But on a national level, although many have welcomed the Devon beavers’ reprieve, others are not so sure. Perhaps predictably, given its opposition to reintroduced species, the National Farmers’ Union is concerned about ‘damage to farmland’ and the risks of disease.It’s easy to understand such worries when you think of those Disney films in which beavers gnaw their way through trees to build enormous dams across rivers, creating vast lakes and transforming the landscape.The good news is the animals in Devon are European beavers, a different species from their North American cousins. They do build dams, but in shallow water, and on a much smaller scale. So although they will change the landscape, this will happen at a gradual pace. In fact, the beavers on the River Otter have yet to build any dams, despite having been at large for up to five years. And the evidence suggests that rather than causing flooding, beavers act as nature’s engineers, helping to prevent floods by slowing the flow of rivers.

This creates more complex habitats for other river wildlife, such as amphibians, dragonflies, kingfishers and the endangered water vole. As someone who lives in the Somerset Levels — a landscape recently devastated by floods — I welcome the return of these charismatic and beautiful animals to my local patch.But anglers are among those strongly opposed to reintroducing them. The Angling Trust, the body representing fishing interests in England, talks of ‘huge potential risks to rivers’, with the creation of barriers that prevent the upstream movement of salmon and eels, and the erosion of river banks.In fact, European beavers — whose global population fell to 1,200 at the turn of the 20th century — have been successfully reintroduced to more than 20 countries without problems. And studies have shown that rather than harming fish, beavers help them by providing sheltered spawning grounds and cleaner water.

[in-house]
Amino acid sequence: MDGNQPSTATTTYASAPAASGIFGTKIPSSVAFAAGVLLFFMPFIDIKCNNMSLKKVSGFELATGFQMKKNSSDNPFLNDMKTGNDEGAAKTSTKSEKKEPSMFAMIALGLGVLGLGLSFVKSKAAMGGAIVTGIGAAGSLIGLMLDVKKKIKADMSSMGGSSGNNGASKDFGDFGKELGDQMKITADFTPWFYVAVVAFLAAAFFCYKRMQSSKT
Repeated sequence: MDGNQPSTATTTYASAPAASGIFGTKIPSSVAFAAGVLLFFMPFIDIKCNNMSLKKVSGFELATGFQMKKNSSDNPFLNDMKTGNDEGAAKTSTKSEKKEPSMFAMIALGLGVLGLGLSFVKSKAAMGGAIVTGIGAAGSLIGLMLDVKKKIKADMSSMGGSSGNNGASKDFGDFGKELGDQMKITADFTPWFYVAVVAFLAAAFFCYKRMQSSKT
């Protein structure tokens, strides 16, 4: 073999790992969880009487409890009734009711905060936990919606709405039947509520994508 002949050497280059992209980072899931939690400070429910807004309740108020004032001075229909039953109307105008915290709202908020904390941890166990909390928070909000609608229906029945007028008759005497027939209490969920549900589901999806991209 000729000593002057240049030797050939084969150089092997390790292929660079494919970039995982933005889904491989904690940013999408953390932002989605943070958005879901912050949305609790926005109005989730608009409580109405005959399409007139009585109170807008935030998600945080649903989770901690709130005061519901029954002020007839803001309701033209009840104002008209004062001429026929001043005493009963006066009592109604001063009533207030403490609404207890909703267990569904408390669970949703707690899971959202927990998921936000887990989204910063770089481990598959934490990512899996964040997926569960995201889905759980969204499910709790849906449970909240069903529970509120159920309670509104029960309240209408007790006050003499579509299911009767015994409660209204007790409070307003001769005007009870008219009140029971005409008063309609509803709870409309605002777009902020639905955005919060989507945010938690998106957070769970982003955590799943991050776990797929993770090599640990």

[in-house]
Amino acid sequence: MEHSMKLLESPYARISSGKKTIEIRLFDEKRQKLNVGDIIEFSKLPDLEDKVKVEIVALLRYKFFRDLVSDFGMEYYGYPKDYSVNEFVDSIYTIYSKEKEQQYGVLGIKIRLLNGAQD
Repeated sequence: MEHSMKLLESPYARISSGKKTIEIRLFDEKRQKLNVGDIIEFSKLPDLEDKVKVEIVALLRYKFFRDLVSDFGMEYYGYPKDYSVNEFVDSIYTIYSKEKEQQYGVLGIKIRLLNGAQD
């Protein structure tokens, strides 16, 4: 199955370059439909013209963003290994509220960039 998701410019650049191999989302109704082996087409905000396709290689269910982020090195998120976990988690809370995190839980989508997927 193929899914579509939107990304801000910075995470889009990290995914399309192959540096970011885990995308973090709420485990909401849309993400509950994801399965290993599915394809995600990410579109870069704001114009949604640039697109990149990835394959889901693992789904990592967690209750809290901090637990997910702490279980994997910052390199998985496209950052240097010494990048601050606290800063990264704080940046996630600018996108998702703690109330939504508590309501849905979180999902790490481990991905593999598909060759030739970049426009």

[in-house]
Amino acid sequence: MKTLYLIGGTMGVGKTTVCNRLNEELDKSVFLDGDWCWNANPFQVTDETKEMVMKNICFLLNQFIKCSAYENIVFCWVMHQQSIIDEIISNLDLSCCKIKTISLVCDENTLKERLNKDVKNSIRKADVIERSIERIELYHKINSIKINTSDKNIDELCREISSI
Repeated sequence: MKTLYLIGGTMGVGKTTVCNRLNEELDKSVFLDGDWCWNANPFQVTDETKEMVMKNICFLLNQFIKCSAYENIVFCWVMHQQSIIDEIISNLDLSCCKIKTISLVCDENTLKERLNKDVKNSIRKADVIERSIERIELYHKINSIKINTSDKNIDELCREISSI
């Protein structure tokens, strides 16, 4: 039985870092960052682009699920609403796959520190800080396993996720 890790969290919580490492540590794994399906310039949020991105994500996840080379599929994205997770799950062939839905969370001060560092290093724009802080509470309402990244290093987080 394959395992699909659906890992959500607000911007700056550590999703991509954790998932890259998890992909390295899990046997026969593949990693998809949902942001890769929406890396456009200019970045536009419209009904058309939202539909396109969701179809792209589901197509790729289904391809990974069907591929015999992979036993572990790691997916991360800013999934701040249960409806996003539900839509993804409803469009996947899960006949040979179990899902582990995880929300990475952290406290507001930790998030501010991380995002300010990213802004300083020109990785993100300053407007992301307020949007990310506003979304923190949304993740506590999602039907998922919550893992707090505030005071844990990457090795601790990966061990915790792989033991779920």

Some of the confusion about their threat is down to the belief that they are ruthless carnivores that clear rivers of fish and eat ducklings.This is wrong. Perhaps the myth arose because of their huge size and weight (about the same as a medium-sized border collie) or those fearsome teeth, but beavers are vegetarian.Another problem for beavers is people lump them with a predator terrorising our river wildlife: the North American mink. This non-native species was imported to Britain since the Thirties to be housed in farms to produce luxury fur coats.Being resourceful animals, many have escaped. The problem got worse in 1998 when, in an act of monumental stupidity, animal rights activists ‘liberated’ thousands into the wild.Mink are effective killers, and their mass arrival spelt disaster for one of our best-loved native creatures — the water vole, immortalised by Ratty in Wind In The Willows. They simply didn’t have a chance: unlike otters, mink are small enough to get inside water vole burrows.